Analysis: INUTU MUSHAMBATWA
THE minimum wage is part of the Government’s general responsibility to ensure that socially acceptable employment standards are prescribed and enforced.The Minimum Wages and Conditions of Employment Act, chapter 276 of the Laws of Zambia (hereafter called ‘the Act’) provides for safeguard for protected employees.
In terms of section 3 of the Act, the Minister of Labour and Social Security may by statutory instrument prescribe the rate of wages to be paid by hour, day, week or month.
In other words, the minister is empowered to issue a statutory instrument to regulate minimum wages or minimum conditions of employment for any group of workers.
The Minimum Wages and Conditions of Employment Act excludes government employees, local authorities, those whose conditions of service are regulated through the process of collective bargaining, employees in management and those whose contracts are attested by a labour officer.
The Ministry of Labour and Social Security reviews the minimum wages with the objective of ensuring that vulnerable workers are not exploited.
This is in line with Government’s efforts in alleviating challenges faced by workers, especially those that are vulnerable and do not have representation by unions.
The ministry has embarked on revising the current statutory instruments and introducing new ones for some priority sectors of the economy as the last revision of the minimum wages was done in 2012.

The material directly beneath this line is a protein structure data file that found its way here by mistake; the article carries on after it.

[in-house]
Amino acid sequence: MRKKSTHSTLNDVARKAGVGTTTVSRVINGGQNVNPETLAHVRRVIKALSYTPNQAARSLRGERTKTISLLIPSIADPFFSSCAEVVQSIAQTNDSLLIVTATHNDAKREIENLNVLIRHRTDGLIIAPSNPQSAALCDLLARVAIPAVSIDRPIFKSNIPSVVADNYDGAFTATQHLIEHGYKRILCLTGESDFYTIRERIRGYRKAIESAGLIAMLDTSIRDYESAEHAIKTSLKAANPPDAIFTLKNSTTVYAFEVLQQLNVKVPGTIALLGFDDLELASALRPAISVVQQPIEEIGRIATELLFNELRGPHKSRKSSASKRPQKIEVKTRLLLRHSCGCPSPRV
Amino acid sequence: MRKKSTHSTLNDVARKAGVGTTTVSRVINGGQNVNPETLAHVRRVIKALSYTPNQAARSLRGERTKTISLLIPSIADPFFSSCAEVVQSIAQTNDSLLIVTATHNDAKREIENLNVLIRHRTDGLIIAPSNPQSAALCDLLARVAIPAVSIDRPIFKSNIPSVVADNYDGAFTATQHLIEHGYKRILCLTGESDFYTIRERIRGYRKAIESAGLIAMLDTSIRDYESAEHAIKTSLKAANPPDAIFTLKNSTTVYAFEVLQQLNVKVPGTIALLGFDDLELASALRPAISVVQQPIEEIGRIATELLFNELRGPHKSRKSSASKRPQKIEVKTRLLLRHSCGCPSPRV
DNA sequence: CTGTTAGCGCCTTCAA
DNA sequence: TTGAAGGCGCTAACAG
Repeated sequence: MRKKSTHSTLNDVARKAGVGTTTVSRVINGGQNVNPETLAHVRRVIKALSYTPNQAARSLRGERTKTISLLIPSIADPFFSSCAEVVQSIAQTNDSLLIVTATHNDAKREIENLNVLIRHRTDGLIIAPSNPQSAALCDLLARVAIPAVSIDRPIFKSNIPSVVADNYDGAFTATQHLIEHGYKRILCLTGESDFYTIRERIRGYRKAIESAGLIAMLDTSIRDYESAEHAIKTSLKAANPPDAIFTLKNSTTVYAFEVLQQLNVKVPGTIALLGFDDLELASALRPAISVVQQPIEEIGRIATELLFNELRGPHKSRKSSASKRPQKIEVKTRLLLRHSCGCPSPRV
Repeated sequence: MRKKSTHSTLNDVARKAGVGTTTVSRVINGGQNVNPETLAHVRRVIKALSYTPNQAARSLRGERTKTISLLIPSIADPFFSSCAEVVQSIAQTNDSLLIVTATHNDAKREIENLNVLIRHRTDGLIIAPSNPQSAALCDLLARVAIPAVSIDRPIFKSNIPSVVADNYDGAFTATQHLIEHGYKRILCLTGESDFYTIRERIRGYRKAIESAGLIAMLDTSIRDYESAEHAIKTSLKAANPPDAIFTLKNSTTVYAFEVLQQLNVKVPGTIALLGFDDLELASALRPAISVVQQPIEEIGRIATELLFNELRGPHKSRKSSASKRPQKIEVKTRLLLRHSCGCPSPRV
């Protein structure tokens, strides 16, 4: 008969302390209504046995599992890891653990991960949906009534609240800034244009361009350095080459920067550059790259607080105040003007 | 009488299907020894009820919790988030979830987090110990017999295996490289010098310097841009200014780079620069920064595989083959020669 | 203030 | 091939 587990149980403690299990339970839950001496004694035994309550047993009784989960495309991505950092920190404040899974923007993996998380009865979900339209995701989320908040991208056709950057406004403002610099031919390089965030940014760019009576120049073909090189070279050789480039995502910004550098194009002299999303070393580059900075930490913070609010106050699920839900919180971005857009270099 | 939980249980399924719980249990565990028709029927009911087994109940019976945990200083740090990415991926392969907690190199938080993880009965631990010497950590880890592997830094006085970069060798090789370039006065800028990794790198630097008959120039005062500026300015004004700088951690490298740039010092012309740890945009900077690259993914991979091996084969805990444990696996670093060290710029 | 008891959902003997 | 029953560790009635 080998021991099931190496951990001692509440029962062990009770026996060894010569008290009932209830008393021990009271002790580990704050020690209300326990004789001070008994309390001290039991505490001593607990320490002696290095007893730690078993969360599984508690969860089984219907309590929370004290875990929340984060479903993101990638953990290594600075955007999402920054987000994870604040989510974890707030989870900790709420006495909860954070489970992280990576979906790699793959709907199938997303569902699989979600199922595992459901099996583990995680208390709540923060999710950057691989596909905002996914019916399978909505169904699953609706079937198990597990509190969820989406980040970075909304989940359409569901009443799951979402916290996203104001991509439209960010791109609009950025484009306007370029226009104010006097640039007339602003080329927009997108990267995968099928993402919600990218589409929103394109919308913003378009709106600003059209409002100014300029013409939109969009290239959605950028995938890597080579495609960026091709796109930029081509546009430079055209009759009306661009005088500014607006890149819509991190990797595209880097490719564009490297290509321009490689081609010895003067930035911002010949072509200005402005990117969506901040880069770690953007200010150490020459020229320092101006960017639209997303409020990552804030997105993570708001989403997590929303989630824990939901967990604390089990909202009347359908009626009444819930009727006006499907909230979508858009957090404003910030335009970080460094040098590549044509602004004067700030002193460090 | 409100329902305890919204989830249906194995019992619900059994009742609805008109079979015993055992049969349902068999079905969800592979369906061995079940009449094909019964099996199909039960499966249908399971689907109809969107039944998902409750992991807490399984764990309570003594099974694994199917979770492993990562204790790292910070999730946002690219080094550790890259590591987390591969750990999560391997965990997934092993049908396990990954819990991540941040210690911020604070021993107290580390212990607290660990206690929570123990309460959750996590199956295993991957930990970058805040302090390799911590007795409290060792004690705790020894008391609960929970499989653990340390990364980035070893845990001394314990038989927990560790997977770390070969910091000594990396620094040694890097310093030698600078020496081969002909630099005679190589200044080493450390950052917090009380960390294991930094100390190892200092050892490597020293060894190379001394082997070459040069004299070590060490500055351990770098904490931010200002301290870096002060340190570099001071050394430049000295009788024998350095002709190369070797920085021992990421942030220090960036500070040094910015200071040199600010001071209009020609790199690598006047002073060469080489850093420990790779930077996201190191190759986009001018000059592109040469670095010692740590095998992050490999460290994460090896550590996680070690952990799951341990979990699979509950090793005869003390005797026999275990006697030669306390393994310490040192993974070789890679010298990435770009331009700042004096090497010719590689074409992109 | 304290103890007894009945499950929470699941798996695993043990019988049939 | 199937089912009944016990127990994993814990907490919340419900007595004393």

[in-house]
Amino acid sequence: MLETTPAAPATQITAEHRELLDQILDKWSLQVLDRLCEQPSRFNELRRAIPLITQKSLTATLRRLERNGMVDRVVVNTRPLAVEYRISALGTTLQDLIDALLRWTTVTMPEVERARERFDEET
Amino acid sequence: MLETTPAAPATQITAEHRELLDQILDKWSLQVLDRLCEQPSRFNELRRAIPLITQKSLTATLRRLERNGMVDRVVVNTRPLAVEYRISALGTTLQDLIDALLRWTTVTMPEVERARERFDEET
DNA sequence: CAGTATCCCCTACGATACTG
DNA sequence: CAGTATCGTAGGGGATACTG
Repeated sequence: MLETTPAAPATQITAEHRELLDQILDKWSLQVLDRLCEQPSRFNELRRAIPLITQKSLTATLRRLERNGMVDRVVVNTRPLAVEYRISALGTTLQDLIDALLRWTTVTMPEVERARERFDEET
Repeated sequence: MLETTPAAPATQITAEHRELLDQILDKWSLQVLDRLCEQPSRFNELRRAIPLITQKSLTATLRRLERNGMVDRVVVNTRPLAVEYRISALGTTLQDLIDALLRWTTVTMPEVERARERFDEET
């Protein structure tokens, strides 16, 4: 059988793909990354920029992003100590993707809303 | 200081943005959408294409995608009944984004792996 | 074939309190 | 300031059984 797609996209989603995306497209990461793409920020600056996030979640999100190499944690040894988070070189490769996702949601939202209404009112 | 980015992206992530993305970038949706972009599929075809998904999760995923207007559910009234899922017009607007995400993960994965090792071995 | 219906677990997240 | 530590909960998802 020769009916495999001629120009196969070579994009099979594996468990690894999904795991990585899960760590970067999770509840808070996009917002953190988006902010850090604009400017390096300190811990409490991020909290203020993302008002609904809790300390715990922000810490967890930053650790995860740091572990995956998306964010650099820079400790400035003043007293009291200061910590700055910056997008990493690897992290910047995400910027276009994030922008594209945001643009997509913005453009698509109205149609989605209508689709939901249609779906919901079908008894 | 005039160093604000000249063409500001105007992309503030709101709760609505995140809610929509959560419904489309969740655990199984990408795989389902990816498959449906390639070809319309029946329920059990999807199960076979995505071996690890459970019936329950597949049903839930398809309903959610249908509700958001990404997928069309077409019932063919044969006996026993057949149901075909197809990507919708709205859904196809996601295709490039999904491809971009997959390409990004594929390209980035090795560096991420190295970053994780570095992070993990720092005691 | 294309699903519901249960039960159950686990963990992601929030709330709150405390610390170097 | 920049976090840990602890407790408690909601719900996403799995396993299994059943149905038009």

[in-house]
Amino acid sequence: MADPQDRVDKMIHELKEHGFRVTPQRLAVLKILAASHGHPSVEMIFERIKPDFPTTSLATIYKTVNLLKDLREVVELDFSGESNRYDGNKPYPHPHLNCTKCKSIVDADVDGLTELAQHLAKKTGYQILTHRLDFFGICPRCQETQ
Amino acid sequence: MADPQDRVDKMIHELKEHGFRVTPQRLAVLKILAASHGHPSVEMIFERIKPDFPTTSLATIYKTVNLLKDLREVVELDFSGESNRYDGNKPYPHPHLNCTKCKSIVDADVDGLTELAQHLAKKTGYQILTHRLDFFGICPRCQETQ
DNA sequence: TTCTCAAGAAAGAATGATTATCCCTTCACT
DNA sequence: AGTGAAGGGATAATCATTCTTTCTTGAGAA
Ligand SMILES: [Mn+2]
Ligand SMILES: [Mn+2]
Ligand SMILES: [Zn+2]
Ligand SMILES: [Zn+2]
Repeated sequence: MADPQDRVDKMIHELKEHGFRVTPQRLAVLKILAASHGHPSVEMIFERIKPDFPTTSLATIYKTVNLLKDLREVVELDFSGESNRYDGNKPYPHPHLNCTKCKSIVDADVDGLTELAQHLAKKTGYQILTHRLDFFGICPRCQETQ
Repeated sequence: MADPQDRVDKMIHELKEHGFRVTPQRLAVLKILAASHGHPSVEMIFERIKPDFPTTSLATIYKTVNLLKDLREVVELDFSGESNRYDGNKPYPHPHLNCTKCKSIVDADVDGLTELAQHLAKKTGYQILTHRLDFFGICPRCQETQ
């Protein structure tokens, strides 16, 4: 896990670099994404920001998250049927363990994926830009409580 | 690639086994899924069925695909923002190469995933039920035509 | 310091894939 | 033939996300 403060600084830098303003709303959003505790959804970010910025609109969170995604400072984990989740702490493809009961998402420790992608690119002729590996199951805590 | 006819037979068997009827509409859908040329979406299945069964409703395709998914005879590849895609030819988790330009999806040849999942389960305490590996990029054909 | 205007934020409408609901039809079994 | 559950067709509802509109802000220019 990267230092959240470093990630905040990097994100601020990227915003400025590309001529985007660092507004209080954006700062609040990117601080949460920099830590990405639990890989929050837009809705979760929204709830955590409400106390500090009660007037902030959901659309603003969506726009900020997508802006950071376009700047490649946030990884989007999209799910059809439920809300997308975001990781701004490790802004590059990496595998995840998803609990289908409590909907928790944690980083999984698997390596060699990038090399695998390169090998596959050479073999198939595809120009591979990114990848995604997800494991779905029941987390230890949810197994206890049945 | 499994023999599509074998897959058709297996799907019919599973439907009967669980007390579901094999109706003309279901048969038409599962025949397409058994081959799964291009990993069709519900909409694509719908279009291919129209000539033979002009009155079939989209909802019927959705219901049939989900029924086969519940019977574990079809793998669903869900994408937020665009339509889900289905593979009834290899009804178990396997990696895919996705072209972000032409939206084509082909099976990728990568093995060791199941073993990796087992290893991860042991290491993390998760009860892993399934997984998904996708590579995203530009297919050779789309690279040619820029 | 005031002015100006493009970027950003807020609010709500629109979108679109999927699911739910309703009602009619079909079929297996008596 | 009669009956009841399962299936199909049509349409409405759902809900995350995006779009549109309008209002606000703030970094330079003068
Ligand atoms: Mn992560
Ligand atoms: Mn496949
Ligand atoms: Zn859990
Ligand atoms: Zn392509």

Various sectors of our economy present different challenges related to labour. This is why Government has embarked on inclusion of other sectors to the already existing statutory instruments. One of these is the draft agricultural sector statutory instrument.
This is the third sectoral statutory instrument after the domestic and shop workers’ orders.
A research on the minimum wages was conducted in 2017 following feedback from stakeholders on the experiences of implementing the minimum wage after it was adjusted in 2012.
The Ministry of Labour and Social Security tasked the Zambia Institute for Policy Analysis and Research (ZIPAR) to undertake a study on the determination of the minimum wage as well as come up with new minimum wage rates based on industries. The report was presented to the ministry in January 2018 and, thereafter, to the tripartite technical committee.
This committee deliberated on various positions submitted by the social partners and presented a report to the Tripartite Consultative Labour Council.
Following the directive of President Edgar Lungu to the Ministry of Labour and Social Security to speed up the process of revising the sector-based minimum wages, the ministry called for the Tripartite Consultative Labour Council.
It is important to note that the council reached consensus on what should be the minimum wage for all categories of employees that are covered by the current statutory instruments, namely the general order, shop workers and the domestic workers’ order.
Further, the council also agreed to introduce sector-based minimum wages in the agriculture sector.
The ministry has since drafted the minimum wages statutory instruments and they have been submitted to the Ministry of Justice for clearance. After this clearance, the minister will announce the revised minimum wages of different categories of workers.
The author is the public relations officer at the Ministry of Labour and Social Security.
Analysis: INUTU MUSHAMBATWA